As the world's leading weapons manufacturer and dealer, America has so much surplus, that the government is now selling older equipment to the nation's police departments. The end result is many of our cities, and some smaller areas like Ferguson are taking on the look of a war zone, regardless of the crime taking place which "necessitated" such a reaction by law enforcement. Is this really what we want in our country? Naturally, black America gets such a primary focus by the police because an inordinate amount of crime is taking place in these neighborhoods. But still-does this always require sending in the Marines-so-to-speak? I believe the police- when instituting such an overwhelming show of force, only serves to intensify the reaction of a crowd when tear gas is thrown and armored cars are sent in. The only item missing are tanks or bazookas. What does this type of force look like to the outside world? We preach practices of temperance and understanding to other nations, but look quite the military power when reacting to even limited disobedience in our own neighborhoods.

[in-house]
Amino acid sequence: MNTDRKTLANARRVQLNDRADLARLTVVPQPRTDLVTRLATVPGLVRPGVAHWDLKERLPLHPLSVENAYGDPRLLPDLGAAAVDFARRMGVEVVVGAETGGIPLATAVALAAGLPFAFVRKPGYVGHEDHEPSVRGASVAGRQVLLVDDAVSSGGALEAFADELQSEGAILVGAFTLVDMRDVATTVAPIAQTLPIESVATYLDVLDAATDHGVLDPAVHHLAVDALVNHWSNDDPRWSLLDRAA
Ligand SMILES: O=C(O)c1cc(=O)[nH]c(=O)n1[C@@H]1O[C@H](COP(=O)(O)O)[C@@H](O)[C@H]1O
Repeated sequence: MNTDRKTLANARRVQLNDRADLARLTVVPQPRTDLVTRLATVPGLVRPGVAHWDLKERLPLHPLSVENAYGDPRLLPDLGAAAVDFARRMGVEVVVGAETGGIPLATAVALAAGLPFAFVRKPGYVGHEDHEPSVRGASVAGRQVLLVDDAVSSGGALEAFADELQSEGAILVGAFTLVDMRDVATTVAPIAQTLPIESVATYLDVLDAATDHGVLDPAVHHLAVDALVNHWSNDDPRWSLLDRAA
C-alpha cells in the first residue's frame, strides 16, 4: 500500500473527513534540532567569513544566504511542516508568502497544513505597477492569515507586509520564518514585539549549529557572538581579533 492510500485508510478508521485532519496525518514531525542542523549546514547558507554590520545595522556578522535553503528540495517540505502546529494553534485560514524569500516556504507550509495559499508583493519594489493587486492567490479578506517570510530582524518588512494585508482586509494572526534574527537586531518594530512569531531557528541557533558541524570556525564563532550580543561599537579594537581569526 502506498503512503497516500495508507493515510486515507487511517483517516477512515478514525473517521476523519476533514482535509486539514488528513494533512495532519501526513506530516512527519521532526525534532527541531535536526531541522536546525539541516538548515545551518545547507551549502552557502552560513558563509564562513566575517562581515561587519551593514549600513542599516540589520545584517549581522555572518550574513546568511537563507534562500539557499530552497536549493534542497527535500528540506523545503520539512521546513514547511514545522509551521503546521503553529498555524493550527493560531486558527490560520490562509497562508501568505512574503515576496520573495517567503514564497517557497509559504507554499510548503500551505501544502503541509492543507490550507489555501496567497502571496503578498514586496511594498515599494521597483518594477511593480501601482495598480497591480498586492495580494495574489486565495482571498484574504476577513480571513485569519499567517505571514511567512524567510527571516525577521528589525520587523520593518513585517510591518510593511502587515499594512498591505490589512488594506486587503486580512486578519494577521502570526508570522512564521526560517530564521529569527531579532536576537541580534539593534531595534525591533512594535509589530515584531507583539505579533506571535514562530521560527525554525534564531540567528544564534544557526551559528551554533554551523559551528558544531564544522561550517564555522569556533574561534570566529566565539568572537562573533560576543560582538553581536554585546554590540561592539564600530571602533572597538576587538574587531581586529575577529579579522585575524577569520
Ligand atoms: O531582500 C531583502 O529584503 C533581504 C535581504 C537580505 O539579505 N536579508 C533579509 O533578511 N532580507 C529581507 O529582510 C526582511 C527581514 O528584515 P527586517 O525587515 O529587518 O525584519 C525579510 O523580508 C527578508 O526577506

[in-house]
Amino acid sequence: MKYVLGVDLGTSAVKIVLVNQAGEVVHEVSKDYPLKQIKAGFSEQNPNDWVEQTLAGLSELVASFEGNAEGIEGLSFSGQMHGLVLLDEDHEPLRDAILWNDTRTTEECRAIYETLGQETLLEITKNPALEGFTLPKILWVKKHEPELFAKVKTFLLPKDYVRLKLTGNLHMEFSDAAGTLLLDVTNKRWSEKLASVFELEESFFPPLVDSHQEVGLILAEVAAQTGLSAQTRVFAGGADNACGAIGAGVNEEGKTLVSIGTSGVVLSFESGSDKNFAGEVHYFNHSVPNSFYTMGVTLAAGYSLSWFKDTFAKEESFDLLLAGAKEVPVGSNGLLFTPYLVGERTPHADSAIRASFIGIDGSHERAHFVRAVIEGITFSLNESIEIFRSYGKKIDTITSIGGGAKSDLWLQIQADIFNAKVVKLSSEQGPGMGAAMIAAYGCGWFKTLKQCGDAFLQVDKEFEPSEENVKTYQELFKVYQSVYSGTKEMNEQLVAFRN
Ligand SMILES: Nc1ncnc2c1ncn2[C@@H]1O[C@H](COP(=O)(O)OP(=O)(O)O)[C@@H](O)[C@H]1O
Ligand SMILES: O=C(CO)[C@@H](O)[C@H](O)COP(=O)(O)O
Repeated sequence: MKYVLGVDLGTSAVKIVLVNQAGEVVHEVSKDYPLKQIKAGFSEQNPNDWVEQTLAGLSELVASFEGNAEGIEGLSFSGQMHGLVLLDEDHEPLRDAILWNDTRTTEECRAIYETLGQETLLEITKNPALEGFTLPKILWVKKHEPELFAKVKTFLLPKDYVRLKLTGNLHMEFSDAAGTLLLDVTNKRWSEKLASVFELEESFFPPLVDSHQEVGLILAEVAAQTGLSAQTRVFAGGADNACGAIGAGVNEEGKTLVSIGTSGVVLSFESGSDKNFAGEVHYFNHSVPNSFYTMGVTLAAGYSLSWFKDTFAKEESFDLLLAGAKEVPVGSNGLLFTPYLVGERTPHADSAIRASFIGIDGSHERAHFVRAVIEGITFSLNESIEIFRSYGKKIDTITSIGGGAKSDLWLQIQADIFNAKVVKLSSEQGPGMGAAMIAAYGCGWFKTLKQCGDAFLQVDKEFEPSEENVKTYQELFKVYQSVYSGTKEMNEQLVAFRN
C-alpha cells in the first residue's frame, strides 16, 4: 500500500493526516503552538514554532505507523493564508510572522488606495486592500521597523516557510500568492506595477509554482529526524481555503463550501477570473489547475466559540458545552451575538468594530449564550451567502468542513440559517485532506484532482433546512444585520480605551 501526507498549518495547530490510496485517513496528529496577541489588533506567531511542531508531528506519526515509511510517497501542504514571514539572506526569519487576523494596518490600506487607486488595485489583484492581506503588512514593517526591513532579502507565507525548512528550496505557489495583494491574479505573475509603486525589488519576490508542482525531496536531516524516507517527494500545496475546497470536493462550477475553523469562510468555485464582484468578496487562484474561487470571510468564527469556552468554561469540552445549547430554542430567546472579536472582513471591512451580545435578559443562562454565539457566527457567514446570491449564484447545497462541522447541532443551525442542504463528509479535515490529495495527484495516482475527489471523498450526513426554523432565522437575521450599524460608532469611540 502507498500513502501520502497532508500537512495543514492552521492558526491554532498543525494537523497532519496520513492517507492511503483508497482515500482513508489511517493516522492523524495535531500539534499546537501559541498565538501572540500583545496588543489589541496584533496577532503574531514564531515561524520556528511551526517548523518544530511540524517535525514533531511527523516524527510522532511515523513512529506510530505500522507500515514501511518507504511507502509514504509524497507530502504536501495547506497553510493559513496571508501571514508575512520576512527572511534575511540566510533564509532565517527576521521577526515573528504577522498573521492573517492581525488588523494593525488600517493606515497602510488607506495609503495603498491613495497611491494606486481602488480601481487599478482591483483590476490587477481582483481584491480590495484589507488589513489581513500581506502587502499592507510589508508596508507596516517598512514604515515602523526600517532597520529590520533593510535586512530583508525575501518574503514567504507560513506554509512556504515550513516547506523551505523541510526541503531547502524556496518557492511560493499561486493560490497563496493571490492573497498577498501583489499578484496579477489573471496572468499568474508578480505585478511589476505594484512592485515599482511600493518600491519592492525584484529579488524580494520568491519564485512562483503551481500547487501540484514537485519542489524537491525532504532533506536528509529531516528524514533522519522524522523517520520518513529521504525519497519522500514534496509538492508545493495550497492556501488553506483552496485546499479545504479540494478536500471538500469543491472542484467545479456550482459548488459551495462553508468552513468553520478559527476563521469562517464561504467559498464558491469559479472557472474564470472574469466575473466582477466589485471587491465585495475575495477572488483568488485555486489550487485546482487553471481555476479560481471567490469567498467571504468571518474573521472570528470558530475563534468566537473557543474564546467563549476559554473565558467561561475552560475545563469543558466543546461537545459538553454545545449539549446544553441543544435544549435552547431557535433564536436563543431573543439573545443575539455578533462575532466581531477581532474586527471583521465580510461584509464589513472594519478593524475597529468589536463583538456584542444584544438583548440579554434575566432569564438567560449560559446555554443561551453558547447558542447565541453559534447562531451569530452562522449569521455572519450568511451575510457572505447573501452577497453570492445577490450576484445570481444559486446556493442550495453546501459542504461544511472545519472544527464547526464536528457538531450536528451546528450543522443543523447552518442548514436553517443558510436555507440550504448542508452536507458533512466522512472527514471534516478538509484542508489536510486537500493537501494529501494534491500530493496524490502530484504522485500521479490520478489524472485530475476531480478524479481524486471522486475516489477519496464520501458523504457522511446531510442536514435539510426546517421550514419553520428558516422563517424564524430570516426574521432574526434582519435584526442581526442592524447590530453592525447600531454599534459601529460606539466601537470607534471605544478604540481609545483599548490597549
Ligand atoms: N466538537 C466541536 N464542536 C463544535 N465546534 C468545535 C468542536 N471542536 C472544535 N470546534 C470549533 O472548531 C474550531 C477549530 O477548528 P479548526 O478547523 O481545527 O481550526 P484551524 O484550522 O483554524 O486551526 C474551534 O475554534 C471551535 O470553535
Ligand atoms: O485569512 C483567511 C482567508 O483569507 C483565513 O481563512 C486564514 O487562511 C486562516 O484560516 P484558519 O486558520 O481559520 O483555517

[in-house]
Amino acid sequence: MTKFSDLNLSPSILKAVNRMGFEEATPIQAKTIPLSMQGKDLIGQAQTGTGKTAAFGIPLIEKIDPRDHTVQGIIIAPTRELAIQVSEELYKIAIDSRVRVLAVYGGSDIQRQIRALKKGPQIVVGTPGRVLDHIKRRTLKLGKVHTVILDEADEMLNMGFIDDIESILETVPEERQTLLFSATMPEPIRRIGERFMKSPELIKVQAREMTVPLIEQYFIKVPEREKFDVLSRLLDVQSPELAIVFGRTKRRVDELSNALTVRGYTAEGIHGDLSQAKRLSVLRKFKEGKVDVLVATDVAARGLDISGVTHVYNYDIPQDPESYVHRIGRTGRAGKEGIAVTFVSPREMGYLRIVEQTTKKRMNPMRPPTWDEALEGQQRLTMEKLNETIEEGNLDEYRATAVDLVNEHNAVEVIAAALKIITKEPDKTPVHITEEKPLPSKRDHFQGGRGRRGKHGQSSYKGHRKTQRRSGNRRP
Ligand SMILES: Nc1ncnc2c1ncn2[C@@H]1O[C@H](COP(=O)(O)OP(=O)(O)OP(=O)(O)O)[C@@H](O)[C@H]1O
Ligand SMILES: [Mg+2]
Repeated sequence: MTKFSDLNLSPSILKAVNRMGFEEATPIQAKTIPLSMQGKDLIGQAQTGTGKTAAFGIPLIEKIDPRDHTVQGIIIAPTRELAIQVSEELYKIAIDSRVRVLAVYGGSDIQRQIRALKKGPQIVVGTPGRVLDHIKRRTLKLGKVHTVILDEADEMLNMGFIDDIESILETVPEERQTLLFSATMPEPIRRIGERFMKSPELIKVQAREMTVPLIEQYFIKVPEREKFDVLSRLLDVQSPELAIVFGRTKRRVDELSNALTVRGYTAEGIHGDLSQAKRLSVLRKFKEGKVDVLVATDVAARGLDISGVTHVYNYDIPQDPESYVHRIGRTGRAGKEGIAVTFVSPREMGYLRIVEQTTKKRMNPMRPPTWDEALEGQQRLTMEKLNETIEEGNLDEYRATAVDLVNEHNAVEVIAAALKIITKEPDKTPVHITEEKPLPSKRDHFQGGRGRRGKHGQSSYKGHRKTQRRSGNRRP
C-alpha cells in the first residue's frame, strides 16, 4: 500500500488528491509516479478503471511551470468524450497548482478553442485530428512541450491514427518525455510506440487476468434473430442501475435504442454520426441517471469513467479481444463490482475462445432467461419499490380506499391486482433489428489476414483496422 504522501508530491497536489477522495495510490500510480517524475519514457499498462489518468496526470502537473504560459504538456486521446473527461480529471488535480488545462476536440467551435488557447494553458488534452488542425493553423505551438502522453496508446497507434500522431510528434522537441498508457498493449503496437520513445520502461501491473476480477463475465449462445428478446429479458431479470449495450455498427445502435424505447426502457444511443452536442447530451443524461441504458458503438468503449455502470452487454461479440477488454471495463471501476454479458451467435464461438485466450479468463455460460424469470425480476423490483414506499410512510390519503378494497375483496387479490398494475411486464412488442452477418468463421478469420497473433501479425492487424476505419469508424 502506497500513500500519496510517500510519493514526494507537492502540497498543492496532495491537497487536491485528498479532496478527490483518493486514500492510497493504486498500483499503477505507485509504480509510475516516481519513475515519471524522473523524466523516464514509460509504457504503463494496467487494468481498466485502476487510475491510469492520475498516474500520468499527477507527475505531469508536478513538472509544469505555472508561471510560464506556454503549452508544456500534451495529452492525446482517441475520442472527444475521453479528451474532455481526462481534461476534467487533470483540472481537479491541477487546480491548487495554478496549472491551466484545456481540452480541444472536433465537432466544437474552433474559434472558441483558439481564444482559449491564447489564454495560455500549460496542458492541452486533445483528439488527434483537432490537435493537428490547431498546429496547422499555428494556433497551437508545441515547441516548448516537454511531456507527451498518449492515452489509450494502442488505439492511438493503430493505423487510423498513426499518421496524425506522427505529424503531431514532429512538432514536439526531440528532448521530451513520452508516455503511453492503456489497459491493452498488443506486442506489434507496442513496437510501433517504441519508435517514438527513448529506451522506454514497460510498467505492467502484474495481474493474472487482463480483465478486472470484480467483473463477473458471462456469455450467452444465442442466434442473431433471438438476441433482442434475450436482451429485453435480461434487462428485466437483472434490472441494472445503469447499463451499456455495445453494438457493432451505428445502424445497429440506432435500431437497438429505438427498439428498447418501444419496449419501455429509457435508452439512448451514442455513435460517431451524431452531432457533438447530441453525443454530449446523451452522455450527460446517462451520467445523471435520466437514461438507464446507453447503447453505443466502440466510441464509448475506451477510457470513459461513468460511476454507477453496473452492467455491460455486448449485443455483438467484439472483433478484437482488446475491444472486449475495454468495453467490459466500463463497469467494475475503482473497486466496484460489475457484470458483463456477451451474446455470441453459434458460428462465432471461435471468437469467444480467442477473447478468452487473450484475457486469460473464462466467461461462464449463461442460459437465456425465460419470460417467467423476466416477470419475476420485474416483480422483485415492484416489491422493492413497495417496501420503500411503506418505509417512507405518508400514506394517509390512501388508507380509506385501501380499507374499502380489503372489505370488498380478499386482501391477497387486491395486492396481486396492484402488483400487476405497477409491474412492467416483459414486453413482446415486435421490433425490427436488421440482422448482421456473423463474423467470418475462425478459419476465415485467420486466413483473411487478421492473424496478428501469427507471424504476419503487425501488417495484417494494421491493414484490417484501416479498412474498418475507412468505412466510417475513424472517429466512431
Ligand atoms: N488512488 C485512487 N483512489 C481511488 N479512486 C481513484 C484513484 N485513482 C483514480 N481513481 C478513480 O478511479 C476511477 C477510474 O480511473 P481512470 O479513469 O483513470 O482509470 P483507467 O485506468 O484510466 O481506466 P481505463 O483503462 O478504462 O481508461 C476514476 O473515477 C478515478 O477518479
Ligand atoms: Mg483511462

It's not always black neighborhoods either: we have a growing number of cameras at major intersections taking pictures of all of us, resulting in tickets on occasion; we have police check points throughout the United States, randomly pulling over citizens in case they're drinking and driving, or maybe because they don't have a valid driver's license or insurance. Yes, some of this may be going on for our own good and safety, but talk about "mission creep"! Will the police one day be allowed to perform house to house searches? It may seem outrageous to think about this happening, but a growing police state could be happening so slowly, we don't even realize it. We already have issues with our email being hacked, and our private information being checked out by (so called) law abiding agencies of government as well as by anonymous hackers all over the world.